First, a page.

While the audience for Puppetmongers’ Bed & Breakfast includes children, the play contains plenty of adult laughs of which the kids are blissfully unaware. Originally a one-person show written by and for Ann Powell (if it’s accurate to call something a one-person show when that one person impersonates a houseful), its current incarnation, directed by Sue Miner, employs both her and brother David Powell. There’s so much to look at –beginning with the delightful little figures in a luscious little home—that there’s no chance a child would be bored.
While Bed & Breakfast is over twenty years old (in various productions), Puppetmongers are in their thirty-seventh season.
Ann and David Powell are so much more than puppeteers, whether writing, designing, building, manipulating their creations, or taking acting parts in their plays. Afterwards, in the face to face encounters with their young fans –eager to see their magical creations up close—they also take on roles somewhere between teachers and evangelists.
While the theatrical world is supposedly cyclical, fashions regularly coming and going, puppets seem to be everywhere lately:
- This afternoon I listened to the Metropolitan Opera broadcast of Anthony Minghella’s production of Puccini’s Madama Butterfly, remarkable for its use of a puppet playing Butterfly’s young child.
- This past year I finally saw the manipulated artificial wildlife populating the stage in Julie Taymor’s production of Lion King (admittedly a show from several years ago).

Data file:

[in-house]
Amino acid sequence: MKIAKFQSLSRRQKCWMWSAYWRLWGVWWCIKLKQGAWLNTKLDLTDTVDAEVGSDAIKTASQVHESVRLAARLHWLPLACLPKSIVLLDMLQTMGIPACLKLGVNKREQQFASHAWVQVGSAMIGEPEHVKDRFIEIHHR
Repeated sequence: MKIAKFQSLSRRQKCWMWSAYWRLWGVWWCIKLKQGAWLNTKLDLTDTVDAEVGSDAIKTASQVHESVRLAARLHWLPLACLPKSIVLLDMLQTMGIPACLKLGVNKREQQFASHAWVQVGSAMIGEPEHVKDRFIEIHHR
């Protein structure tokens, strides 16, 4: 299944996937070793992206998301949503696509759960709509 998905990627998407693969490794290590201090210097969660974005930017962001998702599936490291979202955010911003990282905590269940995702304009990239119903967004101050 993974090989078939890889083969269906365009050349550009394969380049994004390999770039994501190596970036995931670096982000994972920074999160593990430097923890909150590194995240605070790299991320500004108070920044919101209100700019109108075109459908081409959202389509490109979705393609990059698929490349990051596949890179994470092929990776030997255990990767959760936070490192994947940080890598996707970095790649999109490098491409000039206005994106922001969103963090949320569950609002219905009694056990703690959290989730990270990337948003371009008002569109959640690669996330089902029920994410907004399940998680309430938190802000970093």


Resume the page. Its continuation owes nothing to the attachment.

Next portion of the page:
- As I type this I am listening to a Saturday Night Live sketch about War Horse, another play using puppets.
Perhaps puppets are now making a kind of transition, from a separate category, to a regular part of the theatrical toolkit, alongside lights, sound, and projections (which at one time were also considered radical). From now on, don’t be surprised when you see puppets at the theatre. They’re not just for children, and indeed are turning up in decidedly serious and adult situations.
But whether puppets take over the world or not, Puppetmongers will continue to quietly work their magic, whether in Toronto or possibly touring elsewhere in Canada. Ann & David Powell will beguile your children, and if you choose to accompany them –for instance to Bed & Breakfast –chances are you will find yourself laughing your head off with all the other adults.
Bed & Breakfast can be seen at the Tarragon Extra Space, 30 Bridgman Ave, Dec 18th, a break for Christmas, then resuming Dec 26th until January 1st 2012. For more info call 416-531-1827 or go to www.puppetmongers.com.